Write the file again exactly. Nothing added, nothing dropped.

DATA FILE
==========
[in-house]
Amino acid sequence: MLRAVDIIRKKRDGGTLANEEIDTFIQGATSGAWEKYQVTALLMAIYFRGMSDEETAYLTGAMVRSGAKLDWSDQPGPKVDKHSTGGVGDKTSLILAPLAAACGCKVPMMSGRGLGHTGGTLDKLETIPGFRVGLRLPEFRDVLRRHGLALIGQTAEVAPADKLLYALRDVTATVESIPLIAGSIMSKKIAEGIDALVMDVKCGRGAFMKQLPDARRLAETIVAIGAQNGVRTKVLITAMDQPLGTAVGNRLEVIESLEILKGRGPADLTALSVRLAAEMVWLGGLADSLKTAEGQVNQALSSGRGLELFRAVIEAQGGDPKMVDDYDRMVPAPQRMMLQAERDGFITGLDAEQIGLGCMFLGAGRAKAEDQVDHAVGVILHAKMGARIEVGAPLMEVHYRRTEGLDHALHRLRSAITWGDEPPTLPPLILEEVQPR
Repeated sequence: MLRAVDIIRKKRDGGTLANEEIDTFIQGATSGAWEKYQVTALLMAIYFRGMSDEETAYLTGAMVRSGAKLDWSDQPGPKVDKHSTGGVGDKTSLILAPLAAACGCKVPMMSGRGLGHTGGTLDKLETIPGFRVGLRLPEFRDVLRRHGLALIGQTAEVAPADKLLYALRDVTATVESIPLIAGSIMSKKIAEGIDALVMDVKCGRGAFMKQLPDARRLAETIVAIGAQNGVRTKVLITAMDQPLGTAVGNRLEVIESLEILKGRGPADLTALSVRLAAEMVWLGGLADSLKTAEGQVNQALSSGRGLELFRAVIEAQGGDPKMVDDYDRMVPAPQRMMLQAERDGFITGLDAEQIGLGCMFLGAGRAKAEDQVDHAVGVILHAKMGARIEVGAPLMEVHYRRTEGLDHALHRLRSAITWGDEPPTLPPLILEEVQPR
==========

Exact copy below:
[in-house]
Amino acid sequence: MLRAVDIIRKKRDGGTLANEEIDTFIQGATSGAWEKYQVTALLMAIYFRGMSDEETAYLTGAMVRSGAKLDWSDQPGPKVDKHSTGGVGDKTSLILAPLAAACGCKVPMMSGRGLGHTGGTLDKLETIPGFRVGLRLPEFRDVLRRHGLALIGQTAEVAPADKLLYALRDVTATVESIPLIAGSIMSKKIAEGIDALVMDVKCGRGAFMKQLPDARRLAETIVAIGAQNGVRTKVLITAMDQPLGTAVGNRLEVIESLEILKGRGPADLTALSVRLAAEMVWLGGLADSLKTAEGQVNQALSSGRGLELFRAVIEAQGGDPKMVDDYDRMVPAPQRMMLQAERDGFITGLDAEQIGLGCMFLGAGRAKAEDQVDHAVGVILHAKMGARIEVGAPLMEVHYRRTEGLDHALHRLRSAITWGDEPPTLPPLILEEVQPR
Repeated sequence: MLRAVDIIRKKRDGGTLANEEIDTFIQGATSGAWEKYQVTALLMAIYFRGMSDEETAYLTGAMVRSGAKLDWSDQPGPKVDKHSTGGVGDKTSLILAPLAAACGCKVPMMSGRGLGHTGGTLDKLETIPGFRVGLRLPEFRDVLRRHGLALIGQTAEVAPADKLLYALRDVTATVESIPLIAGSIMSKKIAEGIDALVMDVKCGRGAFMKQLPDARRLAETIVAIGAQNGVRTKVLITAMDQPLGTAVGNRLEVIESLEILKGRGPADLTALSVRLAAEMVWLGGLADSLKTAEGQVNQALSSGRGLELFRAVIEAQGGDPKMVDDYDRMVPAPQRMMLQAERDGFITGLDAEQIGLGCMFLGAGRAKAEDQVDHAVGVILHAKMGARIEVGAPLMEVHYRRTEGLDHALHRLRSAITWGDEPPTLPPLILEEVQPR